Monday, June 20, 2016
Lavender Mint Lemonade
Since today is the first official day of summer, and it is beautiful here in the Midwest (beautiful as in, we don’t have a heat index over 100!), I thought I would share one of my family’s favorite summer beverages.
I am not a big fan of lemonade, but I will drink gallons of this throughout the summer. In fact, it is so popular in my house, I have to dry extra lavender and mint, just to ensure I have enough to last the whole summer!!
Originally, pioneers used either lemon or ginger to make this refreshing drink. Pioneers were out doing all their farming by hand & horse, and there was no such thing as air-conditioning, so they needed something to drink as a pick me up throughout the long day of field work.
Plain water does not always go down well when you are very hot, so the addition of lemons or ginger, made it easier to drink what you needed to, to stay hydrated. Most farm wives knew that ginger was great for your stomach and circulation, and of course a little sugar would provide the extra energy you needed to keep working. Since lemons were a ‘specialty’ in most places, I imagine it was a real treat when you got lemonade instead of gingerade!
During the summer I always start with fresh herbs right out of my garden. Mint is best grown in either a pot, or a space you don’t care it takes over in. It will quickly fill your entire garden if you don’t stay on top of it! I usually freeze some of my mint and lavender as well, so that I can continue making this even after everything is done blooming towards the end of the season.
I don’t have an exact recipe since my family loves this lemonade anyway I make it. Your family may not enjoy the same quantity of lavender and mint, so I suggest trying it with the amounts I have listed here, and then adjusting each time you make it until you find the winning combination.
Using a gallon beverage container (I like clear so I can see everything), fill it about ¼ of the way full with almost hot water. The warmth of the water will cause all the ingredients to release their oils a bit faster, which results in a fresher taste.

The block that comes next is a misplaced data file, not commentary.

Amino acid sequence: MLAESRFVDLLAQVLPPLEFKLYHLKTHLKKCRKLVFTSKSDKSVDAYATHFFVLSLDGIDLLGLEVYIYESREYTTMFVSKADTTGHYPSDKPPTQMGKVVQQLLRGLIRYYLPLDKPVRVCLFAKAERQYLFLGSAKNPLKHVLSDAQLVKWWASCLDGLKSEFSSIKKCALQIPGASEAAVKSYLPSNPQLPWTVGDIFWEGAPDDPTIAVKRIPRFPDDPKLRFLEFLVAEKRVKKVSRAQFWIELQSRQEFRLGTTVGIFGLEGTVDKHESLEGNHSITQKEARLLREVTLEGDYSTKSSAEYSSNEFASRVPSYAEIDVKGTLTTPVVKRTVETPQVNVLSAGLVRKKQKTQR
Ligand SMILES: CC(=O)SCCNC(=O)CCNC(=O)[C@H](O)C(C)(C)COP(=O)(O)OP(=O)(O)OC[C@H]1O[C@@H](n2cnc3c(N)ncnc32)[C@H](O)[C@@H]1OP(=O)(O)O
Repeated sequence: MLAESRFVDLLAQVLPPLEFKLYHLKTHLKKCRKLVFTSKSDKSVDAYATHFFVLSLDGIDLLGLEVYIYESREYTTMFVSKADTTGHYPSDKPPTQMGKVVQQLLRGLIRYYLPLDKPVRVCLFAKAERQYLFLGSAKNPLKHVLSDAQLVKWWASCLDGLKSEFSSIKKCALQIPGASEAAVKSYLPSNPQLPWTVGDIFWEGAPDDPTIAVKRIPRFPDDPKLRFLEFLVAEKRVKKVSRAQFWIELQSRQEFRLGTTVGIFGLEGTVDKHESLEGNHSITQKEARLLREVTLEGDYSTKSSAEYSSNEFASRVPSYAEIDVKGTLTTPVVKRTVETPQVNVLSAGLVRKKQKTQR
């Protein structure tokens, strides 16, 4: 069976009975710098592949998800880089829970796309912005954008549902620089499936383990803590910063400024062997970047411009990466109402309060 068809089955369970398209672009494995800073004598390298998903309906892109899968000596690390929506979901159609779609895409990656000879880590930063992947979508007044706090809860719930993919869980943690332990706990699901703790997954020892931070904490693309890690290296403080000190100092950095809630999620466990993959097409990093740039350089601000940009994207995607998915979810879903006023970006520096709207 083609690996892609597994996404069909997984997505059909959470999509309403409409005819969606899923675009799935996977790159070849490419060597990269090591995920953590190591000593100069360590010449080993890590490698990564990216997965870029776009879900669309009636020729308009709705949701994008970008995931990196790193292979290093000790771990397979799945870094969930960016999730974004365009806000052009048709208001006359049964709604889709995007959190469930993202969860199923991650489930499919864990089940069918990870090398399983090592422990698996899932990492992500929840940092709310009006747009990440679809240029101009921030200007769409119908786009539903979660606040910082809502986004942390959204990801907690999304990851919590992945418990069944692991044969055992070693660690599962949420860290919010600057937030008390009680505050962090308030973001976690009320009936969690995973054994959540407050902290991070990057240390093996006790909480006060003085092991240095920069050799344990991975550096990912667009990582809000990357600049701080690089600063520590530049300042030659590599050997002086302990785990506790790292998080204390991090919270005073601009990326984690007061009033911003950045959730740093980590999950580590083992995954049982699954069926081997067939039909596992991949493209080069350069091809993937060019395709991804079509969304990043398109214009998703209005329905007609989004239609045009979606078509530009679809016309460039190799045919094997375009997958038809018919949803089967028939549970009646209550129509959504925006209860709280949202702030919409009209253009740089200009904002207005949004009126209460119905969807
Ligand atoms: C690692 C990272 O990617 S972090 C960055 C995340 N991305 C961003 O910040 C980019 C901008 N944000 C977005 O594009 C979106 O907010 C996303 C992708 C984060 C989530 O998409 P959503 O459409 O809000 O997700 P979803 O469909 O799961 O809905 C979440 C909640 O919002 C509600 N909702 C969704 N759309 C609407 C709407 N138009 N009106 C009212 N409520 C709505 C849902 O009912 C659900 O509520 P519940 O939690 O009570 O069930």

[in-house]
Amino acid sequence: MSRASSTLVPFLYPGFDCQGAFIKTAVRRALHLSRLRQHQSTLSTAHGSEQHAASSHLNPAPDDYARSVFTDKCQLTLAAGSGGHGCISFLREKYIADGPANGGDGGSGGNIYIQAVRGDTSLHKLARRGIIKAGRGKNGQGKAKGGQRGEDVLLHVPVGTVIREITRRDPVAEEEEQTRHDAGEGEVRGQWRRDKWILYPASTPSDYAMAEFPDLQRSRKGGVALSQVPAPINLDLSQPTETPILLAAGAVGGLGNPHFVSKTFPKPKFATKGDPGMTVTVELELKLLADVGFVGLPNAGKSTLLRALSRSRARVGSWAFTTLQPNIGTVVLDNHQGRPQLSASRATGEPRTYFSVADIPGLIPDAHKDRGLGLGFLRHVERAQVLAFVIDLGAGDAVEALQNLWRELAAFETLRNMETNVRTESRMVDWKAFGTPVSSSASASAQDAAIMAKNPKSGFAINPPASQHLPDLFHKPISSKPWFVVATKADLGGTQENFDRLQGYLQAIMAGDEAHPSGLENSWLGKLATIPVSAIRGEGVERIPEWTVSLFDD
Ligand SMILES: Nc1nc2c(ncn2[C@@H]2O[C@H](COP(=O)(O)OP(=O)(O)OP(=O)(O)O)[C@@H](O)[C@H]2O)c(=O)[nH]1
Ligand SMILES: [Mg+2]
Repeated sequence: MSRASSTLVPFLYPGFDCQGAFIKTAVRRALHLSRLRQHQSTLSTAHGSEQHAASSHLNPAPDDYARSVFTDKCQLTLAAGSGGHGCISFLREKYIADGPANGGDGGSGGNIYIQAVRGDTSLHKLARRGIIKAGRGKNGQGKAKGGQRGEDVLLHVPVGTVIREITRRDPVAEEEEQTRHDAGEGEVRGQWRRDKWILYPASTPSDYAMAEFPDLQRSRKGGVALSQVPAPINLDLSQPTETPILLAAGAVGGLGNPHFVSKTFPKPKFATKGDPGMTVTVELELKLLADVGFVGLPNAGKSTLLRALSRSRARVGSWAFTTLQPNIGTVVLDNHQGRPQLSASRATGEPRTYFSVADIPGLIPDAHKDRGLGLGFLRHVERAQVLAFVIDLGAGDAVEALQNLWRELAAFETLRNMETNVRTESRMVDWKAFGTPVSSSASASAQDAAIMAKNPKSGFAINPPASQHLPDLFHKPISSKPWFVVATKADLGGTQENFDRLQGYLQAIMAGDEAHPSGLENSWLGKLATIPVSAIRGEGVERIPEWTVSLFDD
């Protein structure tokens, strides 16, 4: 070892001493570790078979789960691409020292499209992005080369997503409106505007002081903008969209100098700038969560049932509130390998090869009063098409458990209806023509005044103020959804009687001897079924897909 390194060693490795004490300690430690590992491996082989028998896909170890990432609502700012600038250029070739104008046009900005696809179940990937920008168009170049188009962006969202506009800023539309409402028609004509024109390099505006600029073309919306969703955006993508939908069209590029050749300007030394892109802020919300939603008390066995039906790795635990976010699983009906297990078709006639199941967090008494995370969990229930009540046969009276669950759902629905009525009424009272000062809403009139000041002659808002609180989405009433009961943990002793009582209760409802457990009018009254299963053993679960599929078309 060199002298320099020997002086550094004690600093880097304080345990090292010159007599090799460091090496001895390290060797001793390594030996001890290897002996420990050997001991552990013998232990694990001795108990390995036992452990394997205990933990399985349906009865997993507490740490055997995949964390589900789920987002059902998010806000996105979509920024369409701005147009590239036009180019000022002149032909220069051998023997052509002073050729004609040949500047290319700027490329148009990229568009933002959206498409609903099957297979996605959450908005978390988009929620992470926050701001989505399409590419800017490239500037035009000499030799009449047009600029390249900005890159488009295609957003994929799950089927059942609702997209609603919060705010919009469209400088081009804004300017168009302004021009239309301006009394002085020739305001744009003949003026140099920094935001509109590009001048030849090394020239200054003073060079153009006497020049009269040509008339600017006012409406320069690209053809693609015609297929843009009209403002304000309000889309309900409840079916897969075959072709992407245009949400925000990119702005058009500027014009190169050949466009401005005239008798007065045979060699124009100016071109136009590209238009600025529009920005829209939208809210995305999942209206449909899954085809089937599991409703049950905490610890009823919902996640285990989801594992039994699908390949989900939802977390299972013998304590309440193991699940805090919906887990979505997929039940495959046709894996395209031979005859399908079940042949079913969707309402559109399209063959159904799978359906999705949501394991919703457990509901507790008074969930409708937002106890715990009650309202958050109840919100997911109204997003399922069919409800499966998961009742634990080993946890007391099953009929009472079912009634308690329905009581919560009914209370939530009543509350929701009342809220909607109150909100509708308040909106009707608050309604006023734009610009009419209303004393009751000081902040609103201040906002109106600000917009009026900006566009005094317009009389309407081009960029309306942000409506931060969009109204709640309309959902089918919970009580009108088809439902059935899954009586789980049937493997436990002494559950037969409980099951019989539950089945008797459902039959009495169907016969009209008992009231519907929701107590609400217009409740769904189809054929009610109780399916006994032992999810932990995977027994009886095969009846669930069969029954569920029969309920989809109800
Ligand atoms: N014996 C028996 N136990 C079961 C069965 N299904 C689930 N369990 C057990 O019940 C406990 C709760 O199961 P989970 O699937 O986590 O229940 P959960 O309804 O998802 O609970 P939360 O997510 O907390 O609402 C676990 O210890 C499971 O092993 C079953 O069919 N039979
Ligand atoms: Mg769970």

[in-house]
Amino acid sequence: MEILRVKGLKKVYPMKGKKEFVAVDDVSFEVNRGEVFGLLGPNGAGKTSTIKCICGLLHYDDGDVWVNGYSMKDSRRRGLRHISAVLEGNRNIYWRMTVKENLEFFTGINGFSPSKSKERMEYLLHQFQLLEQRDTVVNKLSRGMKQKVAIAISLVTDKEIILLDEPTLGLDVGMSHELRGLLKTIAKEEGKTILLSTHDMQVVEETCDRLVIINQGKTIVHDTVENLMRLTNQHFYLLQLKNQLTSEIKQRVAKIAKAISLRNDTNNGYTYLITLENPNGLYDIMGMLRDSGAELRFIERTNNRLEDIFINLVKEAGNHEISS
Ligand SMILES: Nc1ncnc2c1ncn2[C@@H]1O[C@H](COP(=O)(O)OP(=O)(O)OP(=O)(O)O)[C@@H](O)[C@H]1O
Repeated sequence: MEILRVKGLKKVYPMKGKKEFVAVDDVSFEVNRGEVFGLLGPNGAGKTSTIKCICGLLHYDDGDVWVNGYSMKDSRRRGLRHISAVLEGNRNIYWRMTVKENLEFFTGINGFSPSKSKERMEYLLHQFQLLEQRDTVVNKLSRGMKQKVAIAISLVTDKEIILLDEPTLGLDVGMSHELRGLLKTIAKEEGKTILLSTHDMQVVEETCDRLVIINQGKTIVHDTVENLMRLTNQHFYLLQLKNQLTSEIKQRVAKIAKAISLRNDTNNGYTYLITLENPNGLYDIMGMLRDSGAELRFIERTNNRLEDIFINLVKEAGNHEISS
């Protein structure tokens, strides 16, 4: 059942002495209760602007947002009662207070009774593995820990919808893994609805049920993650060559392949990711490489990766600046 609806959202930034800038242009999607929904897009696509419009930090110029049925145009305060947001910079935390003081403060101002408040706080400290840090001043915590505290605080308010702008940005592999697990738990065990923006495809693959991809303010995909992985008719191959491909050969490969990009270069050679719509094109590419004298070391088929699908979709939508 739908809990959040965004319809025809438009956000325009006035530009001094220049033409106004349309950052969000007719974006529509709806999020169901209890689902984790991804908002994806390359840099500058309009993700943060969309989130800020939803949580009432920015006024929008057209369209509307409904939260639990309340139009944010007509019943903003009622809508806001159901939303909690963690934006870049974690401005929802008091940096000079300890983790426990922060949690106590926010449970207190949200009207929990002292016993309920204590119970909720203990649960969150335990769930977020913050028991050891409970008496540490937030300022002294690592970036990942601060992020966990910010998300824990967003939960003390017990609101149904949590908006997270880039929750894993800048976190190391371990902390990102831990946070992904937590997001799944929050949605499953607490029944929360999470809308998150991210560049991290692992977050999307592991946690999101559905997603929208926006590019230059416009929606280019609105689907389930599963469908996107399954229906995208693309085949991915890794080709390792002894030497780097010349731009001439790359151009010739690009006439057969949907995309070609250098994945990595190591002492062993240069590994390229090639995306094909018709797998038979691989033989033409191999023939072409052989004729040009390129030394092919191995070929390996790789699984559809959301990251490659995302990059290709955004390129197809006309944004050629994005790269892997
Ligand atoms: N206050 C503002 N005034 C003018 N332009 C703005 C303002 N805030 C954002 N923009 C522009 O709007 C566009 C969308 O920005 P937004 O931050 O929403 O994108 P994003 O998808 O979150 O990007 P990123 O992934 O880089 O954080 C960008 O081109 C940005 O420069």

Add 2 lemons, sliced. Now add a handful of fresh mint leaves, and about 5 lavender stems. You can use just the flowering heads if you like. Mix gently with a wooden spoon. Now add ¾ of a cup of sugar. I use white sugar for this so that it doesn’t affect the color. You could use honey, which would give a more golden color. Stir again, and fill the container with water. Cover, or replace the lid, and refrigerate for at least 2 hours prior to drinking for best flavor.
Stir and taste before serving so you can add additional sugar if needed.
The longer it sits and steeps in the refrigerator, the stronger the flavor. If I plan on serving it sooner, I will squeeze the juice of an additional lemon in, and crush the lavender and mint a bit. I have also made this lemonade following more of a sun-tea method. Place all ingredients, plus water in container, and then let sit direct sun for about two hours. Refrigerate before drinking.
My family loves it with LOTS of mint and lavender, so I usually use double the amounts I have listed above. I also serve it over Lavender Mint ice cubes, which are not only pretty, but help keep the flavor. Just place one medium-large mint leaf in each cube, add a lavender blossom, fill with water and freeze.
For a more grown-up version of this lemonade, you can add a shot of Limoncello to your glass. This is super tasty at the end of your summer cookouts! Defintiely use the herb ice cubes for this, as Limoncello should be served chilled and you don't want to water down the flavors too much.
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